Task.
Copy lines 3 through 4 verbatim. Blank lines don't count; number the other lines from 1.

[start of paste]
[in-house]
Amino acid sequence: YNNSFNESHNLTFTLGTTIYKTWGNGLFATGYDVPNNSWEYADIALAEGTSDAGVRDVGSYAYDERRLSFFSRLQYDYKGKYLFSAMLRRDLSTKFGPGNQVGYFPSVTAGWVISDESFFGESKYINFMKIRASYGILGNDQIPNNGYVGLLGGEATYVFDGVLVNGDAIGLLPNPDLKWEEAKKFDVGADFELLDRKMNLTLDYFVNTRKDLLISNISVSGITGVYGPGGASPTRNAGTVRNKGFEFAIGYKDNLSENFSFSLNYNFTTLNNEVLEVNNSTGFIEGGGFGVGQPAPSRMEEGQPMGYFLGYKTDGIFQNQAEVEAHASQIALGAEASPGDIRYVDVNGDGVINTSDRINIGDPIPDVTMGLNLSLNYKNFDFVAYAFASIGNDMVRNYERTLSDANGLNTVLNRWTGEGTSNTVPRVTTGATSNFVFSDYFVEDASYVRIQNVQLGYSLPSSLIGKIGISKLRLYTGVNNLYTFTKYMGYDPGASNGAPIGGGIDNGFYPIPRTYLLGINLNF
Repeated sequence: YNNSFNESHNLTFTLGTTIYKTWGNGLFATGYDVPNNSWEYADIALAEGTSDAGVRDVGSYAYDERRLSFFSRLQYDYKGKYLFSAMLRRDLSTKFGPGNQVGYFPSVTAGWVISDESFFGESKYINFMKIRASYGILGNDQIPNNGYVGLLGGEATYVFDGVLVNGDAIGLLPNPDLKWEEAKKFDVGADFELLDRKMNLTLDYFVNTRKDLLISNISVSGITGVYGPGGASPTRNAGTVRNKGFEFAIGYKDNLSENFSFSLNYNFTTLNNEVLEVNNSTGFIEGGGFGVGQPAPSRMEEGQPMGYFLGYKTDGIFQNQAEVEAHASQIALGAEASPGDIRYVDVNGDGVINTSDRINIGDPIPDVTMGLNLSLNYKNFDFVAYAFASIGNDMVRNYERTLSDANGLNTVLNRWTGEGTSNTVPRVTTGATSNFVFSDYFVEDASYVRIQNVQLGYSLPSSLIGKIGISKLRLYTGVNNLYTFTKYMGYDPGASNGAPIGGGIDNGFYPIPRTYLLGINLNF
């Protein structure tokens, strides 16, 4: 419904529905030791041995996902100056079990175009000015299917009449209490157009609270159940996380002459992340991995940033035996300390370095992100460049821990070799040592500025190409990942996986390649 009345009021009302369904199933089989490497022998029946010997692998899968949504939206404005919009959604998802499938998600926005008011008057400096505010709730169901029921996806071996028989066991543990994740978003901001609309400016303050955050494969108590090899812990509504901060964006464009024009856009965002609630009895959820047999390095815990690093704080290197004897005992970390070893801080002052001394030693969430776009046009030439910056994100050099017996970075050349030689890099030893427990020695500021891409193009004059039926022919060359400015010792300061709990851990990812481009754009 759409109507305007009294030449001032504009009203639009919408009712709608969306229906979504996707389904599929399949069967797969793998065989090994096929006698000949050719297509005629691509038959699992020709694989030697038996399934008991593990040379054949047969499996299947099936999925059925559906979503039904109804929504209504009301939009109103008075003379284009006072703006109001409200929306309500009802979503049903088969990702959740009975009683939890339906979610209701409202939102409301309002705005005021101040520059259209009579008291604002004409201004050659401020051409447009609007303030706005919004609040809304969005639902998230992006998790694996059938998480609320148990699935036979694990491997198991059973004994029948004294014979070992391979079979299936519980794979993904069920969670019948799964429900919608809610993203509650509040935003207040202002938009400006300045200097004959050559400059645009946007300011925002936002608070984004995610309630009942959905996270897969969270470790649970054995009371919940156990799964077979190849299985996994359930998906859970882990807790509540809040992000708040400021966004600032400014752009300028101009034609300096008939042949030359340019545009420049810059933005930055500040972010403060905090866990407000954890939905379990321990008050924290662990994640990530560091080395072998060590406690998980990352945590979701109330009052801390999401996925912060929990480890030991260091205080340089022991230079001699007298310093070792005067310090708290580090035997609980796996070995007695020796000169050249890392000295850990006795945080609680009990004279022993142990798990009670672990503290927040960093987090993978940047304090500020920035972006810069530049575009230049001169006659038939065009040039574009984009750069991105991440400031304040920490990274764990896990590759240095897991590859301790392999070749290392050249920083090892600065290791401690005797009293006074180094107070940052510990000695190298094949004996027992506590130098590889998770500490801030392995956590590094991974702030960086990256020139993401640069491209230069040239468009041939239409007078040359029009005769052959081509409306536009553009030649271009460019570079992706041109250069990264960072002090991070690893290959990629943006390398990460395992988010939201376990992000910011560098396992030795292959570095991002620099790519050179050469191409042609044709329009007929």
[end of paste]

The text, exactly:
Repeated sequence: YNNSFNESHNLTFTLGTTIYKTWGNGLFATGYDVPNNSWEYADIALAEGTSDAGVRDVGSYAYDERRLSFFSRLQYDYKGKYLFSAMLRRDLSTKFGPGNQVGYFPSVTAGWVISDESFFGESKYINFMKIRASYGILGNDQIPNNGYVGLLGGEATYVFDGVLVNGDAIGLLPNPDLKWEEAKKFDVGADFELLDRKMNLTLDYFVNTRKDLLISNISVSGITGVYGPGGASPTRNAGTVRNKGFEFAIGYKDNLSENFSFSLNYNFTTLNNEVLEVNNSTGFIEGGGFGVGQPAPSRMEEGQPMGYFLGYKTDGIFQNQAEVEAHASQIALGAEASPGDIRYVDVNGDGVINTSDRINIGDPIPDVTMGLNLSLNYKNFDFVAYAFASIGNDMVRNYERTLSDANGLNTVLNRWTGEGTSNTVPRVTTGATSNFVFSDYFVEDASYVRIQNVQLGYSLPSSLIGKIGISKLRLYTGVNNLYTFTKYMGYDPGASNGAPIGGGIDNGFYPIPRTYLLGINLNF
């Protein structure tokens, strides 16, 4: 419904529905030791041995996902100056079990175009000015299917009449209490157009609270159940996380002459992340991995940033035996300390370095992100460049821990070799040592500025190409990942996986390649 009345009021009302369904199933089989490497022998029946010997692998899968949504939206404005919009959604998802499938998600926005008011008057400096505010709730169901029921996806071996028989066991543990994740978003901001609309400016303050955050494969108590090899812990509504901060964006464009024009856009965002609630009895959820047999390095815990690093704080290197004897005992970390070893801080002052001394030693969430776009046009030439910056994100050099017996970075050349030689890099030893427990020695500021891409193009004059039926022919060359400015010792300061709990851990990812481009754009 759409109507305007009294030449001032504009009203639009919408009712709608969306229906979504996707389904599929399949069967797969793998065989090994096929006698000949050719297509005629691509038959699992020709694989030697038996399934008991593990040379054949047969499996299947099936999925059925559906979503039904109804929504209504009301939009109103008075003379284009006072703006109001409200929306309500009802979503049903088969990702959740009975009683939890339906979610209701409202939102409301309002705005005021101040520059259209009579008291604002004409201004050659401020051409447009609007303030706005919004609040809304969005639902998230992006998790694996059938998480609320148990699935036979694990491997198991059973004994029948004294014979070992391979079979299936519980794979993904069920969670019948799964429900919608809610993203509650509040935003207040202002938009400006300045200097004959050559400059645009946007300011925002936002608070984004995610309630009942959905996270897969969270470790649970054995009371919940156990799964077979190849299985996994359930998906859970882990807790509540809040992000708040400021966004600032400014752009300028101009034609300096008939042949030359340019545009420049810059933005930055500040972010403060905090866990407000954890939905379990321990008050924290662990994640990530560091080395072998060590406690998980990352945590979701109330009052801390999401996925912060929990480890030991260091205080340089022991230079001699007298310093070792005067310090708290580090035997609980796996070995007695020796000169050249890392000295850990006795945080609680009990004279022993142990798990009670672990503290927040960093987090993978940047304090500020920035972006810069530049575009230049001169006659038939065009040039574009984009750069991105991440400031304040920490990274764990896990590759240095897991590859301790392999070749290392050249920083090892600065290791401690005797009293006074180094107070940052510990000695190298094949004996027992506590130098590889998770500490801030392995956590590094991974702030960086990256020139993401640069491209230069040239468009041939239409007078040359029009005769052959081509409306536009553009030649271009460019570079992706041109250069990264960072002090991070690893290959990629943006390398990460395992988010939201376990992000910011560098396992030795292959570095991002620099790519050179050469191409042609044709329009007929």